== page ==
Under the 1868 Treaty of Fort Laramie, the Oglala Sioux had been given a huge reservation including the Black Hills in what is now South Dakota. The Black Hills were the site of Sioux sacred religious rituals and spiritual ceremonies. [65] [lower-alpha 2] Following the Panic of 1873 the country was desperate for new wealth. In 1874 rumors spread of gold being discovered in the Black Hills by George Custer's recent expedition. [69] Grant sent the expedition, hoping to find gold in order to support his species currency policy; Delano opposed the move, believing travel through and eventual occupation of hunting grounds violated the Treaty of Fort Laramie and could lead to an Indian war. [70] Delano told Grant that a "general war with the Sioux would be deplorable. It would undo the good already accomplished by our efforts for peaceable relations." [70] Whites immediately flocked to the area in search of gold; in 1875, Congress appropriated $25,000 (~$609,504 in 2022) for the purchase of the Black Hills, hoping that a cash payment would assuage the Sioux and prevent war.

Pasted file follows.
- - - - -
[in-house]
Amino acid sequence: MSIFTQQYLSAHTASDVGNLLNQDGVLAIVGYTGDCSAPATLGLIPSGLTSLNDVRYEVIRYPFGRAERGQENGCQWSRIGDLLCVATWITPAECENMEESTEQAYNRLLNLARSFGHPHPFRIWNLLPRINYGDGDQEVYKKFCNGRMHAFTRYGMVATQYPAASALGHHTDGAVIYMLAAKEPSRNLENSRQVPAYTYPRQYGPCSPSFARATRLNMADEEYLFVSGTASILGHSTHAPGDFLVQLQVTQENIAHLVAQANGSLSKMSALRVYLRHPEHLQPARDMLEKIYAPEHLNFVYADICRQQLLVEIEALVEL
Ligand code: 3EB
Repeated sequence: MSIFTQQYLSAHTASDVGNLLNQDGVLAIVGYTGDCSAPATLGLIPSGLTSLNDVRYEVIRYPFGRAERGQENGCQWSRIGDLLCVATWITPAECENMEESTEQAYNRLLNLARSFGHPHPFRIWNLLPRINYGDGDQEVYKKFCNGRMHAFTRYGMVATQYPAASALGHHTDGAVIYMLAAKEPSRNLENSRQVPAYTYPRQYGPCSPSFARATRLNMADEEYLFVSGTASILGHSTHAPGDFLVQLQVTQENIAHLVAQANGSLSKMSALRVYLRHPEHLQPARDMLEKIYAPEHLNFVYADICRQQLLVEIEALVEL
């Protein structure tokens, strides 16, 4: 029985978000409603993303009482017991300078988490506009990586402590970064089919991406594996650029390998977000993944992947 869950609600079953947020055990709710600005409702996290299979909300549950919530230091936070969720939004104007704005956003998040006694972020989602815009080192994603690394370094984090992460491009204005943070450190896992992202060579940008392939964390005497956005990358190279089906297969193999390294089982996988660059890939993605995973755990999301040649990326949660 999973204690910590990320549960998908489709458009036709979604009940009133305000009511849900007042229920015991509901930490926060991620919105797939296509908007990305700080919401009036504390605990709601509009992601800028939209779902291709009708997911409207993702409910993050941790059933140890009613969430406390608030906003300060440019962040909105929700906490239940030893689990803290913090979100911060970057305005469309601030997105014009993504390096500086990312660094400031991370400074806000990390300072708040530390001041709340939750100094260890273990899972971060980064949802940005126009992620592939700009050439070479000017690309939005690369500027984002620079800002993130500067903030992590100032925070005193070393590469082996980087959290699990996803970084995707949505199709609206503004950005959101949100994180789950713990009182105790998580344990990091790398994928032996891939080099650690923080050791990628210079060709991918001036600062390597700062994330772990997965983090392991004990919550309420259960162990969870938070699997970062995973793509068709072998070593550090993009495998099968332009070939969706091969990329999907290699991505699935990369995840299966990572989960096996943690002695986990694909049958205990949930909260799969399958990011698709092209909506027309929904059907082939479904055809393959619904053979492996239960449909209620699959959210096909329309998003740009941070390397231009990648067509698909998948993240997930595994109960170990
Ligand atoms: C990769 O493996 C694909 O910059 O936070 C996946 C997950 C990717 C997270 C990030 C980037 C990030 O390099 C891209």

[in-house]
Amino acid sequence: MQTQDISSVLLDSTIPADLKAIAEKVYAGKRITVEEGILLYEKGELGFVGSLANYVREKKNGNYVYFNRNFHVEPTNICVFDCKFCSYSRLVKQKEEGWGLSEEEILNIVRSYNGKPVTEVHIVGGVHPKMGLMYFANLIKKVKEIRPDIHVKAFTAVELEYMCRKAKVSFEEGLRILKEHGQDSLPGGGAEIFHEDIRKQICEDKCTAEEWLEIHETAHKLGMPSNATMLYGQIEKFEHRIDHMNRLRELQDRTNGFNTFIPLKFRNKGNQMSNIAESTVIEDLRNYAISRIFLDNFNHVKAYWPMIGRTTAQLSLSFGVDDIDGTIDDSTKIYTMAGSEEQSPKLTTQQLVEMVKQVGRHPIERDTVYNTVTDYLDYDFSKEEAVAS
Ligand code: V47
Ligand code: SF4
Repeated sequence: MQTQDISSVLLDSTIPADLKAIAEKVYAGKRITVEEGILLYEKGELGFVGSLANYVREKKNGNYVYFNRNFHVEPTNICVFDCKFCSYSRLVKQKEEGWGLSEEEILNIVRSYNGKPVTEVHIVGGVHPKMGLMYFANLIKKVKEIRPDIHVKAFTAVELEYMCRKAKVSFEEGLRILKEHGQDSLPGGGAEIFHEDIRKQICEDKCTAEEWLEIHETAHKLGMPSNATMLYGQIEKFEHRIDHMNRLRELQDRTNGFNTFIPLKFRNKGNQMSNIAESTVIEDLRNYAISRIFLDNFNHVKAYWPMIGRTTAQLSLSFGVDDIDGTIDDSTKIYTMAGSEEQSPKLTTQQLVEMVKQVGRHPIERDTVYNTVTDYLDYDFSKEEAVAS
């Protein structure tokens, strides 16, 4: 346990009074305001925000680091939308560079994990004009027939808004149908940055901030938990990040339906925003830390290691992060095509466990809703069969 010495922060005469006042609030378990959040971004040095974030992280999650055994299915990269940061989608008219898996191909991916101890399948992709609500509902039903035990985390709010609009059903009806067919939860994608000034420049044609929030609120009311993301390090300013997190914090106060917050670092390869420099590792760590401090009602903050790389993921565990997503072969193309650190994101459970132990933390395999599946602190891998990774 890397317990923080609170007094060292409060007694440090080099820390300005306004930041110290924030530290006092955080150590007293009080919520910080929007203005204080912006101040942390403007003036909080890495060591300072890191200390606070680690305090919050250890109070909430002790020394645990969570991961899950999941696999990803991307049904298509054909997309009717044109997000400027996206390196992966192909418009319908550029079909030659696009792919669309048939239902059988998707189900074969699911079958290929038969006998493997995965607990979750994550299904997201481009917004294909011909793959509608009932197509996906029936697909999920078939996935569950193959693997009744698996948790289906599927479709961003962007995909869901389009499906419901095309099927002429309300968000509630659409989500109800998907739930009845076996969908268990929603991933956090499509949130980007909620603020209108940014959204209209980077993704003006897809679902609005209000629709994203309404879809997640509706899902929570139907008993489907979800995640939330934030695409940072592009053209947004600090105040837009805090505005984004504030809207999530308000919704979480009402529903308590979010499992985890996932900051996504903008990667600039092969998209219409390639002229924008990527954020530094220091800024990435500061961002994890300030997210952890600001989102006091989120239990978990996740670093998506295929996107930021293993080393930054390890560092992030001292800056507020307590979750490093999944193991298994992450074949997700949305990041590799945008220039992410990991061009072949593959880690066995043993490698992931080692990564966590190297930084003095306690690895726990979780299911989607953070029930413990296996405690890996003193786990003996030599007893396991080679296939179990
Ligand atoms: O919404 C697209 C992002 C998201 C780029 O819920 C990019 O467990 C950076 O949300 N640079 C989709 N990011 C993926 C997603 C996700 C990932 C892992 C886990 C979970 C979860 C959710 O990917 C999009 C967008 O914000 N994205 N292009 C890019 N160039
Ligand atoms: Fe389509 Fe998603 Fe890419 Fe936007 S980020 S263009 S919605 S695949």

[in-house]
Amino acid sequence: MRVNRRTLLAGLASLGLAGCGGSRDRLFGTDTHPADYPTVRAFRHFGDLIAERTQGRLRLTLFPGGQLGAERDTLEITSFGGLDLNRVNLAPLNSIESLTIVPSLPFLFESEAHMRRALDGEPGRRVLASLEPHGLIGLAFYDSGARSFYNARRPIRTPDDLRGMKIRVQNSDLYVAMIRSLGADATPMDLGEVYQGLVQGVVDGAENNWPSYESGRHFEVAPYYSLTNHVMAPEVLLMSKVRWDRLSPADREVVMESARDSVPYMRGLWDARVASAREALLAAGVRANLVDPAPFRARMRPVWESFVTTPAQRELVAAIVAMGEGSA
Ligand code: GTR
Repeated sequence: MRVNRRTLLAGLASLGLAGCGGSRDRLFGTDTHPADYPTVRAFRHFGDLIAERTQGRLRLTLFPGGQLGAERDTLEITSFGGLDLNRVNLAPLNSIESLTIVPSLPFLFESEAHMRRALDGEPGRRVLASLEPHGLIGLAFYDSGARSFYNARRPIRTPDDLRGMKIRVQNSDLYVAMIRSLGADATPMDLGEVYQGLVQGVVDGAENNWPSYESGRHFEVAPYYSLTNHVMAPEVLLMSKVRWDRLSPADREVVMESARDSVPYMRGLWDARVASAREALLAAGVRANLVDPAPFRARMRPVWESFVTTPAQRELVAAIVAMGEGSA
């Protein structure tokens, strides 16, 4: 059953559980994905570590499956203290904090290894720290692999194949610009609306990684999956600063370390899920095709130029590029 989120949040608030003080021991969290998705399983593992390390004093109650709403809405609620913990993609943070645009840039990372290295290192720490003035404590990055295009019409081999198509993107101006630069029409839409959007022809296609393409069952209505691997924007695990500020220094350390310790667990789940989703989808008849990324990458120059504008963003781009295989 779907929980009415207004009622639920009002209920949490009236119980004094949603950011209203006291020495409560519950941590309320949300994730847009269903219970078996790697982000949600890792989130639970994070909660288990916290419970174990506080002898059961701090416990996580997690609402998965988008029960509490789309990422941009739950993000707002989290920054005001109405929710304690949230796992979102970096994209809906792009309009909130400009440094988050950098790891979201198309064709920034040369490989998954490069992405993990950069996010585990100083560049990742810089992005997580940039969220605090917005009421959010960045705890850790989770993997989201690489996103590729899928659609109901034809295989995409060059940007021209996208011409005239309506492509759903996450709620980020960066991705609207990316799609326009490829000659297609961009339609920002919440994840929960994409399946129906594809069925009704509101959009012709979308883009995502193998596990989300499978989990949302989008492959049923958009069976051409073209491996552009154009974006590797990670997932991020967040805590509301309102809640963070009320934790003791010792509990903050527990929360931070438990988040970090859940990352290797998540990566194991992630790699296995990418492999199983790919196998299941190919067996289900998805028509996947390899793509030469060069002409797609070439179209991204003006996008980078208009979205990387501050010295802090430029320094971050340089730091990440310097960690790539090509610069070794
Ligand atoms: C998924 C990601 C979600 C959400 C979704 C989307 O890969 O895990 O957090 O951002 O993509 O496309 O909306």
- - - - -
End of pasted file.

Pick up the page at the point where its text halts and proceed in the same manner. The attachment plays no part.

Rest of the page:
In mid-May 1875, Red Cloud, Chief of the Oglala Lakota (Sioux), and other Indian tribal leaders were brought to Washington D.C. to negotiate the sale of the Black Hills. [71] The Sioux believed the amount offered by Congress was too low; [72] recognizing that they would eventually lose the Black Hills, Red Cloud decided to negotiate and told Delano they would sign away the Black Hills if $25,000 in cash was first drawn from the Treasury Department, to ensure that the Sioux would be paid. [73] Delano had no intention of giving Red Cloud cash, but rather a receipt for $25,000 from the Treasury and additional presents purchased at a later date and distributed to members of the tribe. [73] Red Cloud insisted that he wanted the $25,000 in cash at the signing, which would be taken home and divided among the members of the tribe. [73]